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This article was published 19/4/2014 (1008 days ago), so information in it may no longer be current.
A measles outbreak in Manitoba isn't stopping folks from going about their daily lives.
And parents with young kids showed no hesitation at all to shop Saturday at St. Vital-area stores provincial officials have identified as sites where the virus could have been transmitted earlier this month.
"Some people get sick. I'm sure they took the appropriate steps to clean and sanitize everything," said Don Winsor after he and his young sons, Ethan, 6, and Dylan, 3, exited Hair Do Zoo at 845 Dakota St.
Manitoba Health says the children-themed salon was one of a handful of "potential transmission setting(s)" for measles in Winnipeg on April 11, 12 and 14 during daytime and some evening hours.
It's believed a worker was one of seven Manitobans who had contracted the illness.
Officials released the possible transmission locations Friday in an effort to alert the general public, especially the 15 to 20 per cent of Manitobans who are not vaccinated.
The locations are now considered safe.
"There's absolutely no worries about going back there," said mother Julie Dubois.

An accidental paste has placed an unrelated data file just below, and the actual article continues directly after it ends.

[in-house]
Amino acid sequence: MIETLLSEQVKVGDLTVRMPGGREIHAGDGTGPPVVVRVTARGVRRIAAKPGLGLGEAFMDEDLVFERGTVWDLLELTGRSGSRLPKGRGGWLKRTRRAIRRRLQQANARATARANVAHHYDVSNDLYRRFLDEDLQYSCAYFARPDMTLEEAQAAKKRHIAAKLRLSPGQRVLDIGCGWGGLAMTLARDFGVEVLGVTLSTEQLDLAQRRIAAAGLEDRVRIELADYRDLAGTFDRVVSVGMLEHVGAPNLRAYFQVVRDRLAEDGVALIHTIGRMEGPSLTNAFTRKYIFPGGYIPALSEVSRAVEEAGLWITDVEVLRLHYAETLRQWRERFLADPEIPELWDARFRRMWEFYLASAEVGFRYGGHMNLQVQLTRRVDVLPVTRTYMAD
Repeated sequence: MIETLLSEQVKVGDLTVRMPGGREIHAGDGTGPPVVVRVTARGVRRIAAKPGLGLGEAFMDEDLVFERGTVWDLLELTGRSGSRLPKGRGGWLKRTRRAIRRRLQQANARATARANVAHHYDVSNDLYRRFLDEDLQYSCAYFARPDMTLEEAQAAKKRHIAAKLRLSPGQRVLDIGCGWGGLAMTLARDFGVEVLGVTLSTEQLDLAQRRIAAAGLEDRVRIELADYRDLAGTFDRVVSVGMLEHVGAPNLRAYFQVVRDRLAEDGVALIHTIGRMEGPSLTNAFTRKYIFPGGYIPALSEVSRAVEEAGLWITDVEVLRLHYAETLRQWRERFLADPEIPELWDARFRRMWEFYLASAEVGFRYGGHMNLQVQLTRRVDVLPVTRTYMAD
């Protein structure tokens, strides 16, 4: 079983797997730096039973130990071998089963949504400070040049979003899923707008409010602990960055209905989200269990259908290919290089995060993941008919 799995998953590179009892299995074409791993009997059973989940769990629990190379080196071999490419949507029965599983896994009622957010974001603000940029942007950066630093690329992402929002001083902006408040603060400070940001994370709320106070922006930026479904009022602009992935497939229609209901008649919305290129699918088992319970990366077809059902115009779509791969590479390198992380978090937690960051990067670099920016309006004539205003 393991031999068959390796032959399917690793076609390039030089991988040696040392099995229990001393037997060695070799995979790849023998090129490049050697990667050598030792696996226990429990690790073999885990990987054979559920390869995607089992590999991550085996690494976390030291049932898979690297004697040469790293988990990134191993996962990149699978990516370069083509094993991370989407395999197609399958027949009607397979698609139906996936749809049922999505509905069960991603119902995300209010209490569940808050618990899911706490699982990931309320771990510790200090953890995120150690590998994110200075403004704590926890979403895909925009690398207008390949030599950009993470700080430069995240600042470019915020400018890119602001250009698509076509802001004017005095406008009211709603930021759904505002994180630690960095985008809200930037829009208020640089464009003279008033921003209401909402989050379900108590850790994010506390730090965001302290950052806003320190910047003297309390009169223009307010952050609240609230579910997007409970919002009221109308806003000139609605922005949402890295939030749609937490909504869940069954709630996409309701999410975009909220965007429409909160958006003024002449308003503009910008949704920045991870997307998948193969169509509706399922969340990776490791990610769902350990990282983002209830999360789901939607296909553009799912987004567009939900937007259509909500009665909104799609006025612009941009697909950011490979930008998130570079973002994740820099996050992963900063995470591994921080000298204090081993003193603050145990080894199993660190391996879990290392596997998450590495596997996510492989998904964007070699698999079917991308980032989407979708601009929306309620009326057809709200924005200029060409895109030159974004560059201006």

She was aware the salon had been listed as a potential transmission site prior to going there with her son, Xavier, 2.
Both Dubois and Winsor separately said their children had been vaccinated for measles. "I think that's the responsible thing to do."
Dubois praised health officials for keeping the public informed. She said events have reinforced in her mind the importance of keeping vaccinations up to date.
A UPS store and Shoppers Drug Mart located at the same shopping plaza as Hair Do Zoo were also prospective transmission sites identified by the province, as was a April 12 bull-riding event at the MTS Centre.
A few blocks south of the kids' salon, shoppers jammed into a Sobeys store listed as a site of transmission on April 13 from noon to 5 p.m.
Michelle Lagadi, an intensive-care nurse and mother to a nine-year-old son, Ethan, admitted that made her "a little bit nervous."
Not nervous to the point she was avoiding the store, however.
"I don't think it's something we need to panic about," she said. "But it does shed light on the importance of vaccinations."
Lagadi shares some concerns about vaccinations, but agreed their benefits appear to outweigh any costs. "That's how we eradicated certain diseases," Lagadi said.
Measles is largely transmitted through saliva, sweat and coughing, Manitoba Health medical officer Dr. Tim Hilderman said Friday. It tends to be more severe -- possibly life-threatening -- for infants and young children.
The health ministry is advising people who visited any of the locations and think they may have contracted measles to phone their health care provider or Health Links at 204-788-8200 or 1-888-315-9257 for additional information.
Initial symptoms of measles -- including fever, runny nose and red eyes -- generally appear a week to 21 days after exposure, Manitoba Health says. Several days after these initial symptoms, the virus's signature "red blotchy rash" appears on the face and progresses down the body, officials say.